UN says Asia lags behind pre-pandemic levels of food security

Climate change-related natural disasters have added to food insecurity around the world.

Climate change-related natural disasters have added to food insecurity around the world. Photo: AP

Hunger remains a chronic problem in Asia, with 55 million more people undernourished in 2022 than before the COVID-19 pandemic, the UN says.

Most of those living without enough to eat are in south Asia, and women tend to be less food secure than men, the annual assessment by the UN’s Food and Agriculture Organisation found.

The FAO’s study focuses on food supply, consumption and dietary energy needs and is designed to capture a state of chronic energy deprivation that stunts growth and saps productivity and quality of life.

The share of people in the region suffering from such undernourishment fell to 8.4 per cent in 2022 from 8.8 per cent the year before.

But that’s higher than the 7.3 per cent of people who were undernourished before the pandemic began, sending some economies into a tailspin and depriving millions of people of their livelihoods.

Natural disasters and disruptions to food supplies, often linked to climate change, have added to those pressures.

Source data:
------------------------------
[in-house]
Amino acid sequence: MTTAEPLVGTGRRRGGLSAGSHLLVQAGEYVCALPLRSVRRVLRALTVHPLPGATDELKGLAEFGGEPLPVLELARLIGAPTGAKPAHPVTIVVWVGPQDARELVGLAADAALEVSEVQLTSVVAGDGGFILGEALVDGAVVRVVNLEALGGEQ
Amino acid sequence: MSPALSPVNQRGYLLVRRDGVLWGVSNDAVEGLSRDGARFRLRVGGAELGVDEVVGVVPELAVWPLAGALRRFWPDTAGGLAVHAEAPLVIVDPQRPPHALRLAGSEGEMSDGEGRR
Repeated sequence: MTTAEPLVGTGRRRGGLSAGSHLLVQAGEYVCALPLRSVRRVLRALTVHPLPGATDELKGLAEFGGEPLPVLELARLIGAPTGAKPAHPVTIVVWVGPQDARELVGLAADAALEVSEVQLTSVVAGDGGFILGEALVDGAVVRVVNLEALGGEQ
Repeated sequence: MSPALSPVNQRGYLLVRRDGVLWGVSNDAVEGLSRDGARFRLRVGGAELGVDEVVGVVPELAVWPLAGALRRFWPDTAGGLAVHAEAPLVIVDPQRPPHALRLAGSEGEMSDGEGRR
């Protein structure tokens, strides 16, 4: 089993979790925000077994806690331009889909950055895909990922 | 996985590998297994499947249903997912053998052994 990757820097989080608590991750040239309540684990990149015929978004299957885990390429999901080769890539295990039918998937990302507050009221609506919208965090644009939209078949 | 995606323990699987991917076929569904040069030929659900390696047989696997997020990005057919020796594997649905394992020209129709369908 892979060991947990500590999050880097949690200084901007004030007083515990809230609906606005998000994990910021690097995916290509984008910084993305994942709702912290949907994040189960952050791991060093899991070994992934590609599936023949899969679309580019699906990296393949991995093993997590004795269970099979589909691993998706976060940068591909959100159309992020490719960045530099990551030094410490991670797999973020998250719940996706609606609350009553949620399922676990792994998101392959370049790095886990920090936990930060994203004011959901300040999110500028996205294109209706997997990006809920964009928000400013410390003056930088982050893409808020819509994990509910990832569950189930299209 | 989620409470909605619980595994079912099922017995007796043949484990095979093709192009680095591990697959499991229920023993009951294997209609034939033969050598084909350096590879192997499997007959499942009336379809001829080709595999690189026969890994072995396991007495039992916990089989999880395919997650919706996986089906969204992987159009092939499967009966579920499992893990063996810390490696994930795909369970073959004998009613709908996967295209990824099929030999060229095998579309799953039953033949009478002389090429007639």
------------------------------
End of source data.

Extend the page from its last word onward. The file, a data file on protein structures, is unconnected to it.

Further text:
The FAO data show the share of people in the region facing moderate food insecurity, uncertain of their ability to obtain food and having to sometimes eat less or poorer food due to a lack of money, or those experiencing hunger that puts their wellbeing at serious risk, still hovers near 30 per cent for the world and above 25 per cent for Asia and the Pacific.

The problem is worst for women.

More than one in five women in Asia, excluding east Asia, face moderate or severe food insecurity.

The rates are slightly lower for men in most regions, but in southern Asia the gap grows to more than 42 per cent for women and more than 37 per cent for men.

Higher food, fuel, fertiliser and livestock feed prices mean that progress has stagnated after the pandemic reversed a long-standing trend beginning in the early 2000s toward alleviation of hunger.

It’s a global problem, made worse by disruptions to supplies of grain, edible oil and fertiliser partly due to the war in Ukraine.

Worldwide, the number of people having precarious access to food rose to nearly 2.4 billion in 2022 from just over 1.6 billion in 2015, the report said.

In Africa, the United Nations says at least three of every four Africans can’t afford a healthy diet because of an “unprecedented food crisis”.

More than half of the 735 million people who are undernourished worldwide live in the Asia-Pacific, most of them in south Asia.

But North Korea has the largest regional share of people who are undernourished, the report says, at 45 per cent, followed by Afghanistan at 30 per cent.

The world average for undernourishment is 9.2 per cent, while in the Pacific islands of Oceania, excluding Australia and New Zealand, it was nearly 21 per cent, or more than one in five people.

In southern Asia, about 16 per cent of people are undernourished, the report says.


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